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Zelensky calls for no-fly zone and tougher sanctions on Russia at meeting with US lawmakers

Zelensky calls for no-fly zone and tougher sanctions on Russia at meeting with US lawmakers

During Saturday’s hour-long Zoom meeting with members of Congress, Zelensky thanked the United States for its support so far, but called for more military support and greater sanctions on Russia, including on energy, according to a person familiar with the session.

On Saturday evening, the White House said President Joe Biden also called Zelensky and Biden “highlighted the ongoing actions that the United States, its allies, partners, and private industry are taking to raise costs for Russia for its aggression in Ukraine.” Since the Russian invasion of Ukraine, the two leaders have spoken at least five times.

Zelensky’s letter to lawmakers earlier Saturday It was delivered amid ongoing talks between the United States and European allies about the possibility of providing Ukraine with combat aircraft from eastern European countries, five sources familiar with the discussions told CNN.

A White House spokesman confirmed Saturday that the United States is working with Poland on the possibility of providing Poland with combat aircraft to Ukraine as well as consulting with other allies. As part of the talks with Poland, the United States is determining what “capabilities we can offer to repopulate Poland if it decides to move aircraft to Ukraine,” said the spokesperson, who did not detail the backfill options under consideration.

Officials say there is division among countries over whether individual countries should provide the Ukrainian planes, given the risks associated with doing so. The United States and NATO oppose the creation of a no-fly zone in Ukraine – like Move, they warned, could lead to “all-out war in Europe”. Russian President Vladimir Putin said on Saturday that countries imposing a no-fly zone would be considered participating in the conflict.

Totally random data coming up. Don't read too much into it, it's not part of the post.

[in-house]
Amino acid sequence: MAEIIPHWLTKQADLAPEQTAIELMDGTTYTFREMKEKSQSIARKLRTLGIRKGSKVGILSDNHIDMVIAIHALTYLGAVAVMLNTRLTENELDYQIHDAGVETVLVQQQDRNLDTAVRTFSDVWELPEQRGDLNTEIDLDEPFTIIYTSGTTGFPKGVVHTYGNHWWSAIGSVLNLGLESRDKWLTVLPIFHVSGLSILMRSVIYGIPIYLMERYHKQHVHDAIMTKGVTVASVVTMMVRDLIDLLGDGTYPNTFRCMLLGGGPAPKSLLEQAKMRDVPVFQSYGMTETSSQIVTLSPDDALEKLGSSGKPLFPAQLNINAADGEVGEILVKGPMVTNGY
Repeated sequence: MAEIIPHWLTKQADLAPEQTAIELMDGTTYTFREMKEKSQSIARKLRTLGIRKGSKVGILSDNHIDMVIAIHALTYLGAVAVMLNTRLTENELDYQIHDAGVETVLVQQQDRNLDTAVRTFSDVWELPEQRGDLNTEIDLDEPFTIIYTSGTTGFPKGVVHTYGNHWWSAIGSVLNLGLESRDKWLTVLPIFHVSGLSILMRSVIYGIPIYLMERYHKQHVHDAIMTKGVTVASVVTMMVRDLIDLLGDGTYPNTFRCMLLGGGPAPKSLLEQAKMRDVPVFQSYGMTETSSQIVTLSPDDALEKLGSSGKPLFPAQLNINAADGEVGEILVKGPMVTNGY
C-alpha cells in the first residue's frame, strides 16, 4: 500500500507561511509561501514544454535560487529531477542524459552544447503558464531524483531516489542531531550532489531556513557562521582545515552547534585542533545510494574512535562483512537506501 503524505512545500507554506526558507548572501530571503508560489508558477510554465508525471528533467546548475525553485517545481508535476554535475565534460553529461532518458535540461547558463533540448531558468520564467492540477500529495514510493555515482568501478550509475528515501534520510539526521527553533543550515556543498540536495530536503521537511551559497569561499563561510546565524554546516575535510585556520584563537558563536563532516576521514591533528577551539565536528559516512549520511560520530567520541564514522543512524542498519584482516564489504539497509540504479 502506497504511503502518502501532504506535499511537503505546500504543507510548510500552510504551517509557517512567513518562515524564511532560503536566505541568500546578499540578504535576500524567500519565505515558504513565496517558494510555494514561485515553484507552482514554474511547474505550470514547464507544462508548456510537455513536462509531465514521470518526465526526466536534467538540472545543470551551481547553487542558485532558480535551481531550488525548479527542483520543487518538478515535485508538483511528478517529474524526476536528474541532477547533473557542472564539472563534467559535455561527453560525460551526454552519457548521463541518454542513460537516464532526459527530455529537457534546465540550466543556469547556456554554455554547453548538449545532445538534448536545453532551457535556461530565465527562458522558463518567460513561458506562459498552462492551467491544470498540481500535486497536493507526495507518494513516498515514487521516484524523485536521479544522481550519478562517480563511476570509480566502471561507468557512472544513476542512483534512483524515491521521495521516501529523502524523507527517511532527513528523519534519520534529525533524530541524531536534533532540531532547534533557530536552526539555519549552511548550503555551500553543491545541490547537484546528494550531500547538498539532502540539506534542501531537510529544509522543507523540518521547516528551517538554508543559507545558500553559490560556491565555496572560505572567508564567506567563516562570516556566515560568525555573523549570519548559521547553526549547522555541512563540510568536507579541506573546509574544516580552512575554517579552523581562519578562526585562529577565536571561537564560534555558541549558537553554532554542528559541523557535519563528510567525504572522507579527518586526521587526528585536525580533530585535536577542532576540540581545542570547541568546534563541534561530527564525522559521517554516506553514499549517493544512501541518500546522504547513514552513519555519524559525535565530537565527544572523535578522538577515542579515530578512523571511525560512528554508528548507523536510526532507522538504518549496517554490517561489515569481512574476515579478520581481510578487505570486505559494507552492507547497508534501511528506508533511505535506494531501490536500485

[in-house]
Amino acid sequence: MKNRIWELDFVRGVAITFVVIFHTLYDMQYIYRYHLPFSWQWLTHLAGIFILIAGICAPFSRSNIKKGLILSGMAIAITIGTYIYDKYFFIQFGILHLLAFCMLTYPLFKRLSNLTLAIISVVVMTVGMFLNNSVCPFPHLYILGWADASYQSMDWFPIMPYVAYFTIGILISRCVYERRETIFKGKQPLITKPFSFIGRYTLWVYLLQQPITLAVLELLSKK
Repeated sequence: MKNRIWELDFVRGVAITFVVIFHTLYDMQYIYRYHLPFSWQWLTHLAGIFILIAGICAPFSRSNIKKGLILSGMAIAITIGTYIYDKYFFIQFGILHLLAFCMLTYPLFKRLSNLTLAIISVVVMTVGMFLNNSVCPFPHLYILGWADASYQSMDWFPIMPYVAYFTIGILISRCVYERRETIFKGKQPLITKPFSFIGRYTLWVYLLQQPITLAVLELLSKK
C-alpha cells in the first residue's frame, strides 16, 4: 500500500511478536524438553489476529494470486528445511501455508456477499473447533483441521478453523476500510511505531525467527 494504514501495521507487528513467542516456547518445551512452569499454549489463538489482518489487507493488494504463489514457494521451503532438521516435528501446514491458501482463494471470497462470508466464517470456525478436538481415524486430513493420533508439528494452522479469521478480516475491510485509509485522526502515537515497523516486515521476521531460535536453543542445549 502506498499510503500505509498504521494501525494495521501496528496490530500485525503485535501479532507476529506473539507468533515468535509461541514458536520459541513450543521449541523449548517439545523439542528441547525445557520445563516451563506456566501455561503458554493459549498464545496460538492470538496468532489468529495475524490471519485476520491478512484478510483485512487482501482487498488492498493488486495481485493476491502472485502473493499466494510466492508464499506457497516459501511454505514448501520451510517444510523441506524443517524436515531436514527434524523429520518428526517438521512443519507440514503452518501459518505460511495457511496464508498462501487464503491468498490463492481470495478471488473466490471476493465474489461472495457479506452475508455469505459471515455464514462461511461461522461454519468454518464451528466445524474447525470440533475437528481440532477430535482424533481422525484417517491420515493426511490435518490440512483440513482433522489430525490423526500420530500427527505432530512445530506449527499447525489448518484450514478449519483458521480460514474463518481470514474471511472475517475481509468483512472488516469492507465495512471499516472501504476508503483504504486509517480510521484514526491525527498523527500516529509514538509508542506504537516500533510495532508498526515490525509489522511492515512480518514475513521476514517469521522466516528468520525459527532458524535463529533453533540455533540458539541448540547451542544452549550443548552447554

In the call with US lawmakers, Zelensky encouraged Eastern European countries to provide Ukraine with aircraft, stressing that they are necessary to defend against Russian aggression. He said that if Western countries did not impose a no-fly zone, they should grant Ukrainian planes.

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US officials say that some Biden administration officials privately fear that the Russians will view this as escalatory. The Pentagon said on Friday that the decision is ultimately up to each individual country.

“These are considerations that sovereign nation states have to make on their own and through their own operations,” Pentagon spokesman John Kirby said Friday when asked if the United States would support countries sending MiG29s to Ukraine.

Following the call, Senate Majority Leader Chuck Schumer said Zelensky had “made a desperate plea to Eastern European countries to provide Ukraine with Russian-made aircraft. These aircraft are in great demand.”

“And I will do everything I can to help the administration facilitate their transfer,” the New York Democrat said.

Nebraska Republican Senator Ben Sasse voiced opposition to a no-fly zone in a statement after the call, saying the situation could “quickly spiral out of control.” But he also urged the United States to send more air power.